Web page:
• OLAP/ReportCubeBase.mqh — basic classes for the OLAP analysis of trading history
  • OLAP/HTMLcube.mqh — classes for the OLAP analysis of trading history in the HTML format
  • OLAP/CSVcube.mqh — classes for the OLAP analysis of trading history in the CSV format
  • OLAP/TSTcube.mqh — classes for the OLAP analysis of trading history in the TST format
  • OLAP/PairArray.mqh — a class of the array of pairs [value;name] supporting all sorting types
  • OLAP/GroupReportInputs.mqh — a group of input parameters for the analysis of trading reports
  • MT4Bridge/MT4Orders.mqh — MT4orders library for working with orders in the single style for MetaTrader 4 and for MetaTrader 5
  • MT4Bridge/MT4Time.mqh — an auxiliary header file which implements data processing functions in the MetaTrader 4 style
  • Marketeer/IndexMap.mqh — an auxiliary header file which implements an array with a key- and index-based combined access
  • Marketeer/Converter.mqh — an auxiliary header file for converting data types
  • Marketeer/GroupSettings.mqh — an auxiliary header file which contains group settings of input parameters
  • Marketeer/WebDataExtractor.mqh — HTML parser
  • Marketeer/empty_strings.h — list of empty HTML tags
  • Marketeer/HTMLcolumns.mqh — definition of column indexes in HTML reports
  • Marketeer/RubbArray.mqh — an auxiliary header file with the "rubber" array
  • Marketeer/CSVReader.mqh — CSV parser
  • Marketeer/CSVcolumns.mqh — definition of column indexes in CSV reports

Graphical interface

  • OLAP/GUI/OLAPGUI.mqh — general implementation of the interactive window interface
  • OLAP/GUI/OLAPGUI_Trades.mqh — specializations of the graphical interface for the analysis of trading reports
  • OLAP/GUI/OLAPGUI_Opts.mqh — specializations of the graphical interface for the analysis of optimization results
  • Layouts/Box.mqh — container of controls
  • Layouts/ComboBoxResizable.mqh — the drop-down control, with the possibility of dynamic resizing
  • Layouts/MaximizableAppDialog.mqh — the dialog window, with the possibility of dynamic resizing
  • PairPlot/Plot.mqh — a control with chart graphics, with the support for dynamic resizing
  • Layouts/res/expand2.bmp — window maximize button
  • Layouts/res/size6.bmp — resize button
  • Layouts/res/size10.bmp — resize button

TypeToBytes

  • TypeToBytes.mqh

SingleTesterCache

  • fxsaber/SingleTesterCache/SingleTesterCache.mqh
  • fxsaber/SingleTesterCache/SingleTestCacheHeader.mqh
  • fxsaber/SingleTesterCache/String.mqh
  • fxsaber/SingleTesterCache/ExpTradeSummaryExt.mqh
  • fxsaber/SingleTesterCache/ExpTradeSummarySingle.mqh
  • fxsaber/SingleTesterCache/TradeDeal.mqh
  • fxsaber/SingleTesterCache/TradeOrder.mqh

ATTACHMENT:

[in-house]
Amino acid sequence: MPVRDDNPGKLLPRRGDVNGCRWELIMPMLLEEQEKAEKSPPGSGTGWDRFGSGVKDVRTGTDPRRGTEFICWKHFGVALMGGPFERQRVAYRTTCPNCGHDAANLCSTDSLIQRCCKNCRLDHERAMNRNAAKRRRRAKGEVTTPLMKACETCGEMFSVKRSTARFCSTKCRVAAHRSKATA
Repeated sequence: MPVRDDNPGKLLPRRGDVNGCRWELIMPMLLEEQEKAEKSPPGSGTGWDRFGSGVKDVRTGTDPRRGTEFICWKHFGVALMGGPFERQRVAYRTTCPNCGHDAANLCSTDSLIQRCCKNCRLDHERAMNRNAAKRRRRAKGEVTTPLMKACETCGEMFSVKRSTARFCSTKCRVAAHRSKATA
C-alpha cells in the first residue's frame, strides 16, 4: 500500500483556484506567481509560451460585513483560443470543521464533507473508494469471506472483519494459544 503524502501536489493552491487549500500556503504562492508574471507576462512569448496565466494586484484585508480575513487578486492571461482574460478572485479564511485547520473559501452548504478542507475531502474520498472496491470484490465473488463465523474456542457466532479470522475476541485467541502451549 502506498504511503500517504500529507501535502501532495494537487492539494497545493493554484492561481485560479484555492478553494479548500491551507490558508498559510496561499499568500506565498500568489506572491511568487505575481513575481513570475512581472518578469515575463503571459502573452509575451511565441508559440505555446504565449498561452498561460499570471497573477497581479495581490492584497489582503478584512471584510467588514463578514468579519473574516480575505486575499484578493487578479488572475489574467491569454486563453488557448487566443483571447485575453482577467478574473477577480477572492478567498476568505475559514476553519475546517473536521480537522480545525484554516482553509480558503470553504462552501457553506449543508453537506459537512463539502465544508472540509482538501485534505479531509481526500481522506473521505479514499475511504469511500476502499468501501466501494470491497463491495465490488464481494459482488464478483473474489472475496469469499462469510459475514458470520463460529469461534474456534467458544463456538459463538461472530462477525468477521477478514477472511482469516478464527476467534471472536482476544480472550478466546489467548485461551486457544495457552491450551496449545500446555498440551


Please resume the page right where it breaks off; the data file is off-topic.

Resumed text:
• fxsaber/SingleTesterCache/TesterPositionProfit.mqh
  • fxsaber/SingleTesterCache/TesterTradeState.mqh

TesterCache

  • fxsaber/TesterCache/TesterCache.mqh
  • fxsaber/TesterCache/TestCacheHeader.mqh
  • fxsaber/TesterCache/String.mqh
  • fxsaber/TesterCache/ExpTradeSummary.mqh
  • fxsaber/TesterCache/TestCacheInput.mqh
  • fxsaber/TesterCache/TestInputRange.mqh
  • fxsaber/TesterCache/Mathematics.mqh
  • fxsaber/TesterCache/TestCacheRecord.mqh
  • fxsaber/TesterCache/TestCacheSymbolRecord.mqh

Standard Library Patch

  • Controls/Dialog.mqh
  • Controls/ComboBox.mqh

Files

  • 518562.history.csv
  • Integrity.tst
  • Integrity.opt

Translated from Russian by MetaQuotes Software Corp.
Original article: https://www.mql5.com/ru/articles/7656

Attached files |
MQLOLAP4.zip (365.7 KB)
Timeseries in DoEasy library (part 37): Timeseries collection - database of timeseries by symbols and periods Timeseries in DoEasy library (part 37): Timeseries collection - database of timeseries by symbols and periods

The article deals with the development of the timeseries collection of specified timeframes for all symbols used in the program. We are going to develop the timeseries collection, the methods of setting collection's timeseries parameters and the initial filling of developed timeseries with historical data.

Continuous Walk-Forward Optimization (Part 5): Auto Optimizer project overview and creation of a GUI Continuous Walk-Forward Optimization (Part 5): Auto Optimizer project overview and creation of a GUI

This article provides further description of the walk-forward optimization in the MetaTrader 5 terminal. In previous articles, we considered methods for generating and filtering the optimization report and started analyzing the internal structure of the application responsible for the optimization process. The Auto Optimizer is implemented as a C# application and it has its own graphical interface. The fifth article is devoted to the creation of this graphical interface.

Multicurrency monitoring of trading signals (Part 3): Introducing search algorithms Multicurrency monitoring of trading signals (Part 3): Introducing search algorithms

In the previous article, we developed the visual part of the application, as well as the basic interaction of GUI elements. This time we are going to add internal logic and the algorithm of trading signal data preparation, as well us the ability to set up signals, to search them and to visualize them in the monitor.

Timeseries in DoEasy library (part 38): Timeseries collection - real-time updates and accessing data from the program Timeseries in DoEasy library (part 38): Timeseries collection - real-time updates and accessing data from the program

The article considers real-time update of timeseries data and sending messages about the "New bar" event to the control program chart from all timeseries of all symbols for the ability to handle these events in custom programs. The "New tick" class is used to determine the need to update timeseries for the non-current chart symbol and periods.